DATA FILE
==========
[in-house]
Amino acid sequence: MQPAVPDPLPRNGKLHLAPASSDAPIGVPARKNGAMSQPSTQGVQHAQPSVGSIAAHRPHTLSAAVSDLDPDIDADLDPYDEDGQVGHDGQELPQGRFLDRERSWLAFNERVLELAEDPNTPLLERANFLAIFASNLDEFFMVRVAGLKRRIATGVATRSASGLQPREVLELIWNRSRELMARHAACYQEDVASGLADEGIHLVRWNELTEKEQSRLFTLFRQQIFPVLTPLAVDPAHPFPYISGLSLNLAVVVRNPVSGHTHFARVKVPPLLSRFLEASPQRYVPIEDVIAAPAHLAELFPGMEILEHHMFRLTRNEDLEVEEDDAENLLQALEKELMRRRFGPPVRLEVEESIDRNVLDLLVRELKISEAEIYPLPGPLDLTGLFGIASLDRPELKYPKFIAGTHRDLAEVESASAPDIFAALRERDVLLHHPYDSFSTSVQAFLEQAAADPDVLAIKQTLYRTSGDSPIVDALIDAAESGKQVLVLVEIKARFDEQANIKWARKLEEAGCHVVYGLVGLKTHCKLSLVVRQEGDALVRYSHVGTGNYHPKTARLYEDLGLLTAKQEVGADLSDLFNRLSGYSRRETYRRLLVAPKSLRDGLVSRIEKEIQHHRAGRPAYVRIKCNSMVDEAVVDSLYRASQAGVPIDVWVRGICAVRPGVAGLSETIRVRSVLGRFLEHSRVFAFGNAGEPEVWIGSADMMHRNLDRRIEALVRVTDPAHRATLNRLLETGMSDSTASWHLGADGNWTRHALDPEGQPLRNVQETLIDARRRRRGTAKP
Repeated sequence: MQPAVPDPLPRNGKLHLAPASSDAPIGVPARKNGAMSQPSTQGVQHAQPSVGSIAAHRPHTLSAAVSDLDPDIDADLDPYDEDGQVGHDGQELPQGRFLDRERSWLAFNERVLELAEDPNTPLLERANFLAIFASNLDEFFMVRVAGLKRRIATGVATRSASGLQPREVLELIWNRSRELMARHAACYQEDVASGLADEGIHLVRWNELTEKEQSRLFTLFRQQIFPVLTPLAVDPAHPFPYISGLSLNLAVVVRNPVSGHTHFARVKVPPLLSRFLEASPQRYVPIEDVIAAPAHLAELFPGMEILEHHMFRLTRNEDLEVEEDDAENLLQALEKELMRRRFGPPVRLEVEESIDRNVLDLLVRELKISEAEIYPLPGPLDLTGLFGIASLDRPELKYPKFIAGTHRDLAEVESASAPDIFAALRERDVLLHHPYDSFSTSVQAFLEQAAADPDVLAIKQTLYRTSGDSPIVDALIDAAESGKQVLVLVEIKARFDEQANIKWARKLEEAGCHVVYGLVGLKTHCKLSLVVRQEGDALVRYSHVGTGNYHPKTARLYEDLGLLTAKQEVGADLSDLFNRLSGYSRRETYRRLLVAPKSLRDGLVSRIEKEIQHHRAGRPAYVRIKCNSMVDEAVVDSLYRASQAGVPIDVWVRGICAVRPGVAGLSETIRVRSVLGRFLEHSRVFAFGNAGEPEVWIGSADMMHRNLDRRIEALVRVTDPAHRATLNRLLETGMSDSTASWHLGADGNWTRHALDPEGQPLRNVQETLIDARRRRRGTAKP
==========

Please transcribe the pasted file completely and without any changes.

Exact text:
[in-house]
Amino acid sequence: MQPAVPDPLPRNGKLHLAPASSDAPIGVPARKNGAMSQPSTQGVQHAQPSVGSIAAHRPHTLSAAVSDLDPDIDADLDPYDEDGQVGHDGQELPQGRFLDRERSWLAFNERVLELAEDPNTPLLERANFLAIFASNLDEFFMVRVAGLKRRIATGVATRSASGLQPREVLELIWNRSRELMARHAACYQEDVASGLADEGIHLVRWNELTEKEQSRLFTLFRQQIFPVLTPLAVDPAHPFPYISGLSLNLAVVVRNPVSGHTHFARVKVPPLLSRFLEASPQRYVPIEDVIAAPAHLAELFPGMEILEHHMFRLTRNEDLEVEEDDAENLLQALEKELMRRRFGPPVRLEVEESIDRNVLDLLVRELKISEAEIYPLPGPLDLTGLFGIASLDRPELKYPKFIAGTHRDLAEVESASAPDIFAALRERDVLLHHPYDSFSTSVQAFLEQAAADPDVLAIKQTLYRTSGDSPIVDALIDAAESGKQVLVLVEIKARFDEQANIKWARKLEEAGCHVVYGLVGLKTHCKLSLVVRQEGDALVRYSHVGTGNYHPKTARLYEDLGLLTAKQEVGADLSDLFNRLSGYSRRETYRRLLVAPKSLRDGLVSRIEKEIQHHRAGRPAYVRIKCNSMVDEAVVDSLYRASQAGVPIDVWVRGICAVRPGVAGLSETIRVRSVLGRFLEHSRVFAFGNAGEPEVWIGSADMMHRNLDRRIEALVRVTDPAHRATLNRLLETGMSDSTASWHLGADGNWTRHALDPEGQPLRNVQETLIDARRRRRGTAKP
Repeated sequence: MQPAVPDPLPRNGKLHLAPASSDAPIGVPARKNGAMSQPSTQGVQHAQPSVGSIAAHRPHTLSAAVSDLDPDIDADLDPYDEDGQVGHDGQELPQGRFLDRERSWLAFNERVLELAEDPNTPLLERANFLAIFASNLDEFFMVRVAGLKRRIATGVATRSASGLQPREVLELIWNRSRELMARHAACYQEDVASGLADEGIHLVRWNELTEKEQSRLFTLFRQQIFPVLTPLAVDPAHPFPYISGLSLNLAVVVRNPVSGHTHFARVKVPPLLSRFLEASPQRYVPIEDVIAAPAHLAELFPGMEILEHHMFRLTRNEDLEVEEDDAENLLQALEKELMRRRFGPPVRLEVEESIDRNVLDLLVRELKISEAEIYPLPGPLDLTGLFGIASLDRPELKYPKFIAGTHRDLAEVESASAPDIFAALRERDVLLHHPYDSFSTSVQAFLEQAAADPDVLAIKQTLYRTSGDSPIVDALIDAAESGKQVLVLVEIKARFDEQANIKWARKLEEAGCHVVYGLVGLKTHCKLSLVVRQEGDALVRYSHVGTGNYHPKTARLYEDLGLLTAKQEVGADLSDLFNRLSGYSRRETYRRLLVAPKSLRDGLVSRIEKEIQHHRAGRPAYVRIKCNSMVDEAVVDSLYRASQAGVPIDVWVRGICAVRPGVAGLSETIRVRSVLGRFLEHSRVFAFGNAGEPEVWIGSADMMHRNLDRRIEALVRVTDPAHRATLNRLLETGMSDSTASWHLGADGNWTRHALDPEGQPLRNVQETLIDARRRRRGTAKP